Mastery ov the Arcane Crafts by PoppetRelease date: March 18, 2019
Often, the best dungeon synth, such as Til det Bergens Skyggene, draws you in with its roomy production. Even as the music is often cold, discordant, and/or in the minor key, it is welcoming and warm, like a dream. Tape warping laps up against your ears like a musty and dusty painting of a river. The evocation of the old and the broken is the sub-genre’s raison d’etre. Poppet is… not that. On some of the project’s earlier releases, the fact that they were created almost entirely on Garageband ultimately hobbled the horizons that it could reach. While the music itself was well-composed and interesting thematically, it was hard to square these points with the sterility of the production. I admit that perhaps this was an artistic choice; I honestly could not tell you if it was. But it didn’t exactly work for me, even as much as these albums ticked most of my boxes.
The project seems to have finally found its sweet spot by expanding out of the dungeon synth confines towards something akin to black metal on Mastery ov the Arcane Crafts. As with many of the albums I review and enjoy, it’s hard to figure out what I’d classify this as. Its compositional style is definitely in the vein of black metal, with tremolo riffs and screamed vocals… but the riffs are constructed out of digital blips and you can actually occasionally understand the lyrics. At times, the songs approach something akin to a tremolo fugue, a spiky and undulating sonic attack. Approaching levels of alienation that most black metal projects can only hope to achieve, this album diffracts its religious subject matter, turning it against itself in a strange materialist thought experiment. Ritual without god or man. It’s a project of the digital age that actually forces one to interrogate the survival of ancient tropes in modern times.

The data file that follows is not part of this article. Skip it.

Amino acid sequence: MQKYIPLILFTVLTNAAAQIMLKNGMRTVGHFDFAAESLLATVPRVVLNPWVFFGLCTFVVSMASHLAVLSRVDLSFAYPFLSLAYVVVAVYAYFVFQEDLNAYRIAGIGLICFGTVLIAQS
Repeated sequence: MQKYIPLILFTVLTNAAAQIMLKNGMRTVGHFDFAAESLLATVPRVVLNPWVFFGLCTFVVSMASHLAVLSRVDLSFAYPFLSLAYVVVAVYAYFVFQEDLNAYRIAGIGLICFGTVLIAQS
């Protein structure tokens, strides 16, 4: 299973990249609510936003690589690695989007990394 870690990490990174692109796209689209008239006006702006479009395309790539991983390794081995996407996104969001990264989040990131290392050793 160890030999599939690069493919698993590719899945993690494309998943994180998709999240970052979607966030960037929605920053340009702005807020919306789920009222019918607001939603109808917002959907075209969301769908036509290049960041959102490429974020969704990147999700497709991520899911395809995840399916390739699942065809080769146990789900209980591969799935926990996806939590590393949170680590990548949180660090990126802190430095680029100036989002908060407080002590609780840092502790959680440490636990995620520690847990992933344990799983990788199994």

It’s an album for precisely no one, a fleck of digital detritus, like a half moth-eaten book discovered in the soil where a monastery once stood. This is the future we confront when we have killed god. Unlike digital collage projects or plunderphonics, Poppet here doesn’t draw attention to the fact that, yes, we are living in a more connected age and isn’t that weird how we can make connections in ways that eluded us in the past. This album is not that; it’s the accidental deletion of old websites and digital data that even the Internet Archive can’t uncover. It’s the yawning of the void of half-forgotten blogs and projects that persist on the edge of the abyss: I am the digital and I am dead.